Child Support Answers
If you are going through a divorce, or have already been ordered by a court to pay child support, you may have questions regarding your rights and responsibilities. Child support is typically awarded because one parent has more custody than the other, and therefore needs more financial support from the other parent. A court wants to ensure that the best interest of the child is being met both emotionally and financially and therefore requires both parents to share in the financial responsibility of raising a child. Some of the questions you have may be answered below.
Is Child Support Mandatory? Can I Get Out of Paying Child Support?
If ordered by a court in the state of Georgia, child support is never optional. Remember that this money is going to raise your child, not support the other parent. If you do not pay the child support according to the order of the court, the penalties can be severe. The court has the right to garnish your wages from your employer or attempt to obtain the money in other ways if you do not pay the required child support amounts. (GA also allows for a person who fails to pay child support to have his license and passport suspended, and incarceration until the pay a purge amount).
Can I Ever Modify The Child Support Order?
Yes, but usually not immediately. The state of Georgia recognizes that circumstances change and that a child support order may not apply later when employment changes, a child’s needs change, or there is a change in the location of one of the parents. Whenever there are significant and substantial changes in the status of either parent or the child, there may be grounds to modify the original child support order.
How Was the Child Support Amount Calculated?
The state of Georgia has a specific calculation that is used to determine child support amounts. Factors may include the gross monthly income of the parents, who pays for health insurance, and the number of children the child support order will apply to. There are other factors that may change the calculation and can be decided upon at the discretion of the judge.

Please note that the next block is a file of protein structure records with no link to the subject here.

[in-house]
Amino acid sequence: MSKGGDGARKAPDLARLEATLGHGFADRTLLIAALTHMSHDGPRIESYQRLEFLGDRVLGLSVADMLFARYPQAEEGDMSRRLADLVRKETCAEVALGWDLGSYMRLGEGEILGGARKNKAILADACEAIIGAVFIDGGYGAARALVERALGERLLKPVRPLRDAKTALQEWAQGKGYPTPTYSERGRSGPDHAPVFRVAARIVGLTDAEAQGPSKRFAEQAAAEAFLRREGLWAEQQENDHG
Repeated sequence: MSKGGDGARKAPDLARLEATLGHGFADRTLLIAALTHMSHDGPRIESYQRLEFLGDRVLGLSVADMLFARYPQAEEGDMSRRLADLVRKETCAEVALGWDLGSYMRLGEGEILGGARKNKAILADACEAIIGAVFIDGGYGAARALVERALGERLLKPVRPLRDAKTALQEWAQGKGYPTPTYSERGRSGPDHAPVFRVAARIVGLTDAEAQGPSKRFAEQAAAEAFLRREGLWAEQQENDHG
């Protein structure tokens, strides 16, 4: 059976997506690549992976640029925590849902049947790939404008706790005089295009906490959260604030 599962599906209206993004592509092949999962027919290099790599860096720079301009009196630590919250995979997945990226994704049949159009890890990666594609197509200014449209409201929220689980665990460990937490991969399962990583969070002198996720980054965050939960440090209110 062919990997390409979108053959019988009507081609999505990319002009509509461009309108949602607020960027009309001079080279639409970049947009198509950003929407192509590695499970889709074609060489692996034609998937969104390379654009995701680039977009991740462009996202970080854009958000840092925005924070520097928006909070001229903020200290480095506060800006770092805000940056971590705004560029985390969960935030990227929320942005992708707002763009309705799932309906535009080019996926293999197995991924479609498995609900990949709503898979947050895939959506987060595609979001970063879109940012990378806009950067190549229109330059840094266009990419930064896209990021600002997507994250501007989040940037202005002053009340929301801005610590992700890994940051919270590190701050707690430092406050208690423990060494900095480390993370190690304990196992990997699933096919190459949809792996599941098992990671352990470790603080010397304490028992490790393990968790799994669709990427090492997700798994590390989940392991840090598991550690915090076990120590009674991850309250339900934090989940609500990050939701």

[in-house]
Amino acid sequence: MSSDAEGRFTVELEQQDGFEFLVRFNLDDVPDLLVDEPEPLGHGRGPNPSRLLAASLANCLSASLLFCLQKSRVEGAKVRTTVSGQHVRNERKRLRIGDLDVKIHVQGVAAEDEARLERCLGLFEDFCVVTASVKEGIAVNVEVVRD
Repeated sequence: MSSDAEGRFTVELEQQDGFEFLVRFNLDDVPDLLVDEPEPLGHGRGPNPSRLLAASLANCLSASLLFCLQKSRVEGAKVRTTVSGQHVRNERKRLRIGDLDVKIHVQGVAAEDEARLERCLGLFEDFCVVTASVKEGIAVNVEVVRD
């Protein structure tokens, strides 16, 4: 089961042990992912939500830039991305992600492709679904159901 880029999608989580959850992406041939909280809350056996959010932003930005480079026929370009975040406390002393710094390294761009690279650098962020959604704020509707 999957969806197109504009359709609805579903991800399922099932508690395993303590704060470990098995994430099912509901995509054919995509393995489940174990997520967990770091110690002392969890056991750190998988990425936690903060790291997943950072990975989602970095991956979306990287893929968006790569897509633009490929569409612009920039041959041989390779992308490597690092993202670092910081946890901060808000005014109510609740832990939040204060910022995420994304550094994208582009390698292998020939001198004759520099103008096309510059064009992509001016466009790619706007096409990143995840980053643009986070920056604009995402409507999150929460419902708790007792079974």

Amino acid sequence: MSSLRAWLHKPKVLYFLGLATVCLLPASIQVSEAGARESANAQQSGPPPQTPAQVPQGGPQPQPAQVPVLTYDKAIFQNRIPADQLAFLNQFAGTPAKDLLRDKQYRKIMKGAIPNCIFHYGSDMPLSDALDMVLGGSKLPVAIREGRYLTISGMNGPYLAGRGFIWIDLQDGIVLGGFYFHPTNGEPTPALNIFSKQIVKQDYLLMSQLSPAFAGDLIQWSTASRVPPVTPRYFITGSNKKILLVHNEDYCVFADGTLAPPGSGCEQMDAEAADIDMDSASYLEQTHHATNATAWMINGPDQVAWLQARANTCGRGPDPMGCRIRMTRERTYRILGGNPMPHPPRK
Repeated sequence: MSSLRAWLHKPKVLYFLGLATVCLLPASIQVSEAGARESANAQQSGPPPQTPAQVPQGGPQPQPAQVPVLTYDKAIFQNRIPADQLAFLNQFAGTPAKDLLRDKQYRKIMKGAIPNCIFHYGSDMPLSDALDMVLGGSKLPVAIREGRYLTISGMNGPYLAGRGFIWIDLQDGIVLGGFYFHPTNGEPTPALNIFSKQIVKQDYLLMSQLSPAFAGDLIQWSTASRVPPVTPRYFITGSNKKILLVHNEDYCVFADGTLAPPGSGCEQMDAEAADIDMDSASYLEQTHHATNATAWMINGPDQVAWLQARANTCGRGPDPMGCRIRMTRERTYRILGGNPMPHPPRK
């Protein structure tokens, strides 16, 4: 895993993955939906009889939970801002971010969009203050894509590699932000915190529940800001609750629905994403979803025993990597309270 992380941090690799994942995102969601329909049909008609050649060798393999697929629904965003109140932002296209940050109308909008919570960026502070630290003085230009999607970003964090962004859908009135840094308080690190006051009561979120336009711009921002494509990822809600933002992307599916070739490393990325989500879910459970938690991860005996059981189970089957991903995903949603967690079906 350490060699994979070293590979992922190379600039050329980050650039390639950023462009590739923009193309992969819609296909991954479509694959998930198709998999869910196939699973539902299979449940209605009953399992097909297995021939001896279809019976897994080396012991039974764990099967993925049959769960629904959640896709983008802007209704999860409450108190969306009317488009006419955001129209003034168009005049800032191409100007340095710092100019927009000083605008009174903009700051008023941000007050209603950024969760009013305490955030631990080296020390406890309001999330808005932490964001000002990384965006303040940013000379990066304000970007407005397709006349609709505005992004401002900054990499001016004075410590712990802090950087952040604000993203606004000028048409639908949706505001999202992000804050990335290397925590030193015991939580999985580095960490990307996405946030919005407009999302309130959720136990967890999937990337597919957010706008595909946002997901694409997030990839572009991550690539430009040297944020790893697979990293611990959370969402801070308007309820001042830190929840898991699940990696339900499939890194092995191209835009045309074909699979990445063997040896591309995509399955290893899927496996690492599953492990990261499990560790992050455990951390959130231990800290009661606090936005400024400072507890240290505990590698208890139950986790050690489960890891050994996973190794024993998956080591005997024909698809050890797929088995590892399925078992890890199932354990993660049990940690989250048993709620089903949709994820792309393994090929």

If I File For Bankruptcy, Do I Still Have To Pay Child Support?
Yes. Child support obligations will never be discharged or dismissed in any type of bankruptcy case.
How Long Do I Have To Pay Child Support?
Under most circumstances, a parent will have to pay child support until the child reaches 18 years of age, dies, marries, or otherwise becomes emancipated; provided that if a child becomes 18 years old while enrolled or attending secondary school on a full-time basis, then the child support shall continue for the child until the child has graduated from secondary school or reaches 20 years of age, whichever occurs first. There may be other circumstances such as a special needs child, or parents agreeing to pay for college expenses that can extend child support obligations past 18 years of age.
Let Us Help You Today
Contacting an experienced Atlanta child support attorney can help you understand your rights with respect to your child support order. If you are considering a divorce and have questions about how child support will work in your case, or if you are already divorced and are interested in modifying your child support order due to a change in circumstances, contact The Solomon Firm at 404-565-0641 today for a free consultation.